What We’re Reading

Here are a few good articles the Collaborative Fund team came across this week.


Walmart tries to increase its influence, finds it’s hard:

Wal-Mart hopes to leverage the popularity of these niche, trendy sites with subsets of consumers who wouldn’t be caught dead in a Wal-Mart store. And the kids are not having it. ModCloth and Bonobos are being cyberbullied by their fans online, who are making fun of the brands for what they see as selling out to the corporate machine.

“The thing I loved about Modcloth is that I knew the clothes I bought there couldn’t be found at Macy’s and weren’t worn by the masses,” said Connie Warner, who started a Boycott ModCloth page on Facebook. “No more. I’ve unsubscribed from their emails. I refuse to shop at a store owned by Walmart.”


Reader beware:

When reading people like Mr. Gladwell, you’re probably thinking many of the studies’ conclusions sound right but don’t really reflect your own experience. That’s probably because you’re not a hung-over grad student. Andrew Ferguson of the Weekly Standard studied behavioral economic studies and discovered many are done by grad students observing their peers doing trivial tasks. Then researchers draw hard conclusions from this. Rather than a study of human nature, behavioral science is, Mr. Ferguson observes, “the study of college kids in psych labs.”


A great post on the power of profitability:

[Startup] profitability doesn’t represent failure; rather, it is an unmovable milestone that captures so many values those outside of the world of startups hold dear- self reliance, independence, ownership, control …Owning your destiny. It’s an incredibly powerful concept anywhere else but in the world of startups.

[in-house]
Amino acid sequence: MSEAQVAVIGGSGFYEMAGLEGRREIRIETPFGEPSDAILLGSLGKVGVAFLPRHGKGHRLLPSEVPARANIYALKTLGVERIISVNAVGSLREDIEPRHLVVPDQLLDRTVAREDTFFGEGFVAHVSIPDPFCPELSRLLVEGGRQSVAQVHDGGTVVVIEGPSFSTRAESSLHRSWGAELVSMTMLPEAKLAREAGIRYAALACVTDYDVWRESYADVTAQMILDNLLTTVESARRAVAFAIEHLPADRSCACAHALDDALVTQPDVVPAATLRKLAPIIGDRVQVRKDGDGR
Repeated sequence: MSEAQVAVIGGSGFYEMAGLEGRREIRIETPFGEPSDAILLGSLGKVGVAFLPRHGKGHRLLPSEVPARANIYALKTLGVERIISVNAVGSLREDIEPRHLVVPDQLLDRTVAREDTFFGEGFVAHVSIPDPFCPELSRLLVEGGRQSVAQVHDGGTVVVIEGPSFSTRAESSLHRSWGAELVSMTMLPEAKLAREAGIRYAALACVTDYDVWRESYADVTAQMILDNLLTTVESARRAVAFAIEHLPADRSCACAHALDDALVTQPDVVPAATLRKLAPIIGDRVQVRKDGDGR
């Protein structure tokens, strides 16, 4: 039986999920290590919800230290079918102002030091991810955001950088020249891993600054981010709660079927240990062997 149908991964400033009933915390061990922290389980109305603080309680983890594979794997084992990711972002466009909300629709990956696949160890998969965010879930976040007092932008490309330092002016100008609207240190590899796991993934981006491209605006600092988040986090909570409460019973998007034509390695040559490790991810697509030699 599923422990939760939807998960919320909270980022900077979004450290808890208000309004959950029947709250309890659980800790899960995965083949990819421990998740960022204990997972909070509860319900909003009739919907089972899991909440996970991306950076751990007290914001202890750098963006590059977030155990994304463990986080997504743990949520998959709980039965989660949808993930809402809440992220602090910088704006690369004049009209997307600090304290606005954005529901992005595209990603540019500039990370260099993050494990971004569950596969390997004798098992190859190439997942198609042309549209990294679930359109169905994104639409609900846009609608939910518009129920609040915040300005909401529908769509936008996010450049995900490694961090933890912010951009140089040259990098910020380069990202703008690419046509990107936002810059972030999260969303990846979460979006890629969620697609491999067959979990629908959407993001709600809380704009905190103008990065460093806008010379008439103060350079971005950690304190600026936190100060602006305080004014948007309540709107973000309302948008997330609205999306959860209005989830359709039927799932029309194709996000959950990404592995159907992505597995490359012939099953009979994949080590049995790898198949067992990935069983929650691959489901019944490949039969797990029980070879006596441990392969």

A very insightful post on the butterfly effect:



Lyft’s progress has been incredible:

Lyft’s share of the ride-hailing market has hit record levels in nearly 30 major U.S. cities in the past month, by dollars spent, according to new data. In the top 10 markets, Lyft’s highest share is 39.5% in San Francisco, and 33.5% in Los Angeles, according to Second Measure, which tracks credit card transactions.

Overall, Lyft has between 20% to 30% of the U.S. market, depending on who is counting, to Uber’s 70% to 80%. But the data show that Lyft has become a growing problem for Uber in some major cities, which could limit Uber’s ability to turn profitable. The U.S. is the world’s top market in terms of revenue per rider, and ride fares could reach more than $10 billion this year. Without profits in the U.S., Uber may not be able to continue investing in developing markets, such as India, Latin America and Southeast Asia.


Hard to get around this:

“The reason [for why great companies failed] is that good management itself was the root cause. Managers played the game the way it’s supposed to be played. The very decision-making and resource allocation processes that are key to the success of established companies are the very processes that reject disruptive technologies: listening to customers; tracking competitors actions carefully; and investing resources to design and build higher-performance, higher-quality products that will yield greater profit. These are the reasons why great firms stumbled or failed when confronted with disruptive technology change.

Have a good weekend.